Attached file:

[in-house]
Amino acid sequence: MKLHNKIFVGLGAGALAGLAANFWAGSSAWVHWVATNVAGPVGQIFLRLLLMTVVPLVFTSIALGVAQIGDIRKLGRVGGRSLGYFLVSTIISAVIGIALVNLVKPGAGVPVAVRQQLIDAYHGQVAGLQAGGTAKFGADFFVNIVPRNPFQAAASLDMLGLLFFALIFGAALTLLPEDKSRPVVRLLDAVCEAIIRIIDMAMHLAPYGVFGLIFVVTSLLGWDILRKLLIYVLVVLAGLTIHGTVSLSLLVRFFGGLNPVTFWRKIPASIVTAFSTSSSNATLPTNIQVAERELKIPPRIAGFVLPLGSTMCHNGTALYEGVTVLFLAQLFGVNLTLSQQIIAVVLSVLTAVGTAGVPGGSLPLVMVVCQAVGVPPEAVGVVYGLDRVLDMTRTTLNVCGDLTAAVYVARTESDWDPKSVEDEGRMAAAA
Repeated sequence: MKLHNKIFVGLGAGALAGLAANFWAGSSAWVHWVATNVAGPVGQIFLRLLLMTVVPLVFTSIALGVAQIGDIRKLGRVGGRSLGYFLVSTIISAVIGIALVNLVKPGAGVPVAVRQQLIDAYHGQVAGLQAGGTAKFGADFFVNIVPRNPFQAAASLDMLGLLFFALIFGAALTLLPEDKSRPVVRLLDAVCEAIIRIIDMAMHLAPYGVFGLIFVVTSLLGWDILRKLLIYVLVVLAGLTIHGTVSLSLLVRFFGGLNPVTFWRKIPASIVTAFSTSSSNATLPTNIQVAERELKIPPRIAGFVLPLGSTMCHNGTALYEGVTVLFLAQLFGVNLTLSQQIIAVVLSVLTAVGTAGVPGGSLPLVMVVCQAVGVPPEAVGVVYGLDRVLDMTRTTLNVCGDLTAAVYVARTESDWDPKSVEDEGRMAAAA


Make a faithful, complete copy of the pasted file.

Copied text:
[in-house]
Amino acid sequence: MKLHNKIFVGLGAGALAGLAANFWAGSSAWVHWVATNVAGPVGQIFLRLLLMTVVPLVFTSIALGVAQIGDIRKLGRVGGRSLGYFLVSTIISAVIGIALVNLVKPGAGVPVAVRQQLIDAYHGQVAGLQAGGTAKFGADFFVNIVPRNPFQAAASLDMLGLLFFALIFGAALTLLPEDKSRPVVRLLDAVCEAIIRIIDMAMHLAPYGVFGLIFVVTSLLGWDILRKLLIYVLVVLAGLTIHGTVSLSLLVRFFGGLNPVTFWRKIPASIVTAFSTSSSNATLPTNIQVAERELKIPPRIAGFVLPLGSTMCHNGTALYEGVTVLFLAQLFGVNLTLSQQIIAVVLSVLTAVGTAGVPGGSLPLVMVVCQAVGVPPEAVGVVYGLDRVLDMTRTTLNVCGDLTAAVYVARTESDWDPKSVEDEGRMAAAA
Repeated sequence: MKLHNKIFVGLGAGALAGLAANFWAGSSAWVHWVATNVAGPVGQIFLRLLLMTVVPLVFTSIALGVAQIGDIRKLGRVGGRSLGYFLVSTIISAVIGIALVNLVKPGAGVPVAVRQQLIDAYHGQVAGLQAGGTAKFGADFFVNIVPRNPFQAAASLDMLGLLFFALIFGAALTLLPEDKSRPVVRLLDAVCEAIIRIIDMAMHLAPYGVFGLIFVVTSLLGWDILRKLLIYVLVVLAGLTIHGTVSLSLLVRFFGGLNPVTFWRKIPASIVTAFSTSSSNATLPTNIQVAERELKIPPRIAGFVLPLGSTMCHNGTALYEGVTVLFLAQLFGVNLTLSQQIIAVVLSVLTAVGTAGVPGGSLPLVMVVCQAVGVPPEAVGVVYGLDRVLDMTRTTLNVCGDLTAAVYVARTESDWDPKSVEDEGRMAAAA